Twelve companies and organisations from across Europe have teamed up in an attempt to find solutions to the region's high-speed digital divide.
By linking local wireless networks to two-way broadband satellite connections, the group hopes to develop services and applications for rural communities across the European Union, from Britain to Poland.
The TWISTER (Terrestrial Wireless Infrastructure integrated with Satellite Telecommunications for E-Rural) project was launched this month with 5m euros of backing from the European Commission.
Over the next three years, it will set up and run over 100 "validation sites" across Europe. A number of these will be located in Britain, but actual sites haven't yet been identified.
"These validation sites will support innovative applications to meet the specific needs of rural user communities in the domains of agriculture, education, community services, health care and e-business. Emphasis will be placed on the development of those usages that will benefit most from broadband access," explained the TWISTER consortium in an announcement earlier this month.
Using satellite as a way of connecting remote networks to the Internet is not a new idea, but there are relatively few examples of successful deployments. This is partly due to the problem of cost, as a two-way satellite link can be significantly more expensive than fixed-line backhaul. There is also the issue of latency, which is a particular problem for applications such as voice over IP.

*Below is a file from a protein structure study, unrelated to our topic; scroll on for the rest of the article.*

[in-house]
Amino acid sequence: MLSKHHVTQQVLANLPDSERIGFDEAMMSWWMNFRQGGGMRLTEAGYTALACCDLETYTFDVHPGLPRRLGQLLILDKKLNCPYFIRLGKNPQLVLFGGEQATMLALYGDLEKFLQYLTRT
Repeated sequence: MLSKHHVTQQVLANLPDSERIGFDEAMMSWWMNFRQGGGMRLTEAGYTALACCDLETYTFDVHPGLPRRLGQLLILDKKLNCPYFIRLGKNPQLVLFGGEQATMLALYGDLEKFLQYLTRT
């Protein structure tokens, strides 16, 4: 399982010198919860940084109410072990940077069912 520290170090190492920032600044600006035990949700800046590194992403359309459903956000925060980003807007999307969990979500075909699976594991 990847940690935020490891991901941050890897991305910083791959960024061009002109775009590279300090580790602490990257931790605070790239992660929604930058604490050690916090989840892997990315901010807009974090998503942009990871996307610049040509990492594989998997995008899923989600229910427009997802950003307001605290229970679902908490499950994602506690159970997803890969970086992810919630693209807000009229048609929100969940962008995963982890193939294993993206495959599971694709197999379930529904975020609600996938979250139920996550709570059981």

The consortium is being led by EADS Atrium, a telecommunications and space exploration firm. Other partners include satellite broadband providers Aramiska and Eutelsat, reflecting the project's focus on using bi-directional satellite connections to reach areas not covered by cable broadband, ADSL or other fixed-line technologies.
"As incumbent ADSL providers continue to fail on promises of connection, demand for satellite broadband technology has never been greater. Aramiska is looking forward to working with the TWISTER consortium to catalyse the delivery of broadband throughout Europe," said Philippe Bodart, chief executive of Aramiska, on Tuesday.
The European Commission has made universal availability of affordable broadband a priority, but in every European country it is finding that there are areas where it simply isn't economic for commercial telcos to offer their services.
Several projects, such as the successful ACT NOW scheme in Cornwall, have benefited from European funding in recent years.